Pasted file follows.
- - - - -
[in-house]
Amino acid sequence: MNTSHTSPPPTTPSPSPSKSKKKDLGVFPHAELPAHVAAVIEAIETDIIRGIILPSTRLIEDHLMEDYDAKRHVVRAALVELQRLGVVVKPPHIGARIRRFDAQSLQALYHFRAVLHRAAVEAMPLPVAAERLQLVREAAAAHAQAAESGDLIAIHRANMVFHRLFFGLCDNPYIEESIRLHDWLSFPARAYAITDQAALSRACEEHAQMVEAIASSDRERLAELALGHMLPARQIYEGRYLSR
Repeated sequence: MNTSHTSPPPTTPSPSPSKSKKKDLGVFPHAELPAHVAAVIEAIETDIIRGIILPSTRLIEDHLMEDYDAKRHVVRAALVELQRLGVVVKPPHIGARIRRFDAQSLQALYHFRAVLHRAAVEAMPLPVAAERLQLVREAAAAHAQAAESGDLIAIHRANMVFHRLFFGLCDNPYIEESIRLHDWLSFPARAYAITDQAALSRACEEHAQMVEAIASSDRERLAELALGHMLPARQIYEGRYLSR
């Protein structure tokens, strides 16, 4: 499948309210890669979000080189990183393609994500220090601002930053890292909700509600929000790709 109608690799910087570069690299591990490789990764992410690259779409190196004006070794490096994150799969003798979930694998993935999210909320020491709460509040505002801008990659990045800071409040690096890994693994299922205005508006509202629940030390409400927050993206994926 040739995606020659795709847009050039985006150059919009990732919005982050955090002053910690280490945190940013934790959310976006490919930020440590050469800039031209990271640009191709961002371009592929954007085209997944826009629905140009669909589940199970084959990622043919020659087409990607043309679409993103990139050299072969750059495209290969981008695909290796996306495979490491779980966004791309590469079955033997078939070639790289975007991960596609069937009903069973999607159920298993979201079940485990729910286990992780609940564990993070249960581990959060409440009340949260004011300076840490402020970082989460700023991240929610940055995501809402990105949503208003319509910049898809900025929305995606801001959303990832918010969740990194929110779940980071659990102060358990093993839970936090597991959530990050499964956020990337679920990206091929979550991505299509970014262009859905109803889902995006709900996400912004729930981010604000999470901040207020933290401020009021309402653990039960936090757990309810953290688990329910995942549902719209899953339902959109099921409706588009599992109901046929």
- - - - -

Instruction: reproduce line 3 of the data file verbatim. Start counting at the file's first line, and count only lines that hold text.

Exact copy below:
Repeated sequence: MNTSHTSPPPTTPSPSPSKSKKKDLGVFPHAELPAHVAAVIEAIETDIIRGIILPSTRLIEDHLMEDYDAKRHVVRAALVELQRLGVVVKPPHIGARIRRFDAQSLQALYHFRAVLHRAAVEAMPLPVAAERLQLVREAAAAHAQAAESGDLIAIHRANMVFHRLFFGLCDNPYIEESIRLHDWLSFPARAYAITDQAALSRACEEHAQMVEAIASSDRERLAELALGHMLPARQIYEGRYLSR